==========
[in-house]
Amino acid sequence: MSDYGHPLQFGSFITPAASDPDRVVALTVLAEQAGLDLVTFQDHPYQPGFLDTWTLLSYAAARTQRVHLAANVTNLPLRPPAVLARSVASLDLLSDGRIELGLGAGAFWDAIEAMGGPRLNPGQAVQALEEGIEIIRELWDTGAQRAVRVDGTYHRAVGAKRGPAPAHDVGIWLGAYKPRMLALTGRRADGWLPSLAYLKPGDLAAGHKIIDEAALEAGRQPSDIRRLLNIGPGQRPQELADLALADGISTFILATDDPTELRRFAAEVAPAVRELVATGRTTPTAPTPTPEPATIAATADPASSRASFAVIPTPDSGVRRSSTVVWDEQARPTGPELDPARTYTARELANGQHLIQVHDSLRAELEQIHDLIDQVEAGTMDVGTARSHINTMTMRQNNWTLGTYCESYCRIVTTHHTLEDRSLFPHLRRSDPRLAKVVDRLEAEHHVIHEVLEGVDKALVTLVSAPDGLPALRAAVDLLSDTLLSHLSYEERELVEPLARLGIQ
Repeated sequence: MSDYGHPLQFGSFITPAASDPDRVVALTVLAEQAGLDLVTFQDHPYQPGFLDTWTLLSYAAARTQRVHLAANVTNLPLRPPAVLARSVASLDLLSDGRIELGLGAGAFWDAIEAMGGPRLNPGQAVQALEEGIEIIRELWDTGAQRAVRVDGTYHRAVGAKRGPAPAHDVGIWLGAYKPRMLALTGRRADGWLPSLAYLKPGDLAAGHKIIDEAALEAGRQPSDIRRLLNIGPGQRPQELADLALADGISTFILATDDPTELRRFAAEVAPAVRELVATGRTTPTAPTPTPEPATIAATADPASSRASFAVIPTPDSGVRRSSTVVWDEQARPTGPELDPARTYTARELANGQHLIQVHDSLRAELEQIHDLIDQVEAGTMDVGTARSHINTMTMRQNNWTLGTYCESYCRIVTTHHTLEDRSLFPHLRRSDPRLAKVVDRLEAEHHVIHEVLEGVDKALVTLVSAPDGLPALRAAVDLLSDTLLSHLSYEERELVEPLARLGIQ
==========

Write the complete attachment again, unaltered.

[in-house]
Amino acid sequence: MSDYGHPLQFGSFITPAASDPDRVVALTVLAEQAGLDLVTFQDHPYQPGFLDTWTLLSYAAARTQRVHLAANVTNLPLRPPAVLARSVASLDLLSDGRIELGLGAGAFWDAIEAMGGPRLNPGQAVQALEEGIEIIRELWDTGAQRAVRVDGTYHRAVGAKRGPAPAHDVGIWLGAYKPRMLALTGRRADGWLPSLAYLKPGDLAAGHKIIDEAALEAGRQPSDIRRLLNIGPGQRPQELADLALADGISTFILATDDPTELRRFAAEVAPAVRELVATGRTTPTAPTPTPEPATIAATADPASSRASFAVIPTPDSGVRRSSTVVWDEQARPTGPELDPARTYTARELANGQHLIQVHDSLRAELEQIHDLIDQVEAGTMDVGTARSHINTMTMRQNNWTLGTYCESYCRIVTTHHTLEDRSLFPHLRRSDPRLAKVVDRLEAEHHVIHEVLEGVDKALVTLVSAPDGLPALRAAVDLLSDTLLSHLSYEERELVEPLARLGIQ
Repeated sequence: MSDYGHPLQFGSFITPAASDPDRVVALTVLAEQAGLDLVTFQDHPYQPGFLDTWTLLSYAAARTQRVHLAANVTNLPLRPPAVLARSVASLDLLSDGRIELGLGAGAFWDAIEAMGGPRLNPGQAVQALEEGIEIIRELWDTGAQRAVRVDGTYHRAVGAKRGPAPAHDVGIWLGAYKPRMLALTGRRADGWLPSLAYLKPGDLAAGHKIIDEAALEAGRQPSDIRRLLNIGPGQRPQELADLALADGISTFILATDDPTELRRFAAEVAPAVRELVATGRTTPTAPTPTPEPATIAATADPASSRASFAVIPTPDSGVRRSSTVVWDEQARPTGPELDPARTYTARELANGQHLIQVHDSLRAELEQIHDLIDQVEAGTMDVGTARSHINTMTMRQNNWTLGTYCESYCRIVTTHHTLEDRSLFPHLRRSDPRLAKVVDRLEAEHHVIHEVLEGVDKALVTLVSAPDGLPALRAAVDLLSDTLLSHLSYEERELVEPLARLGIQ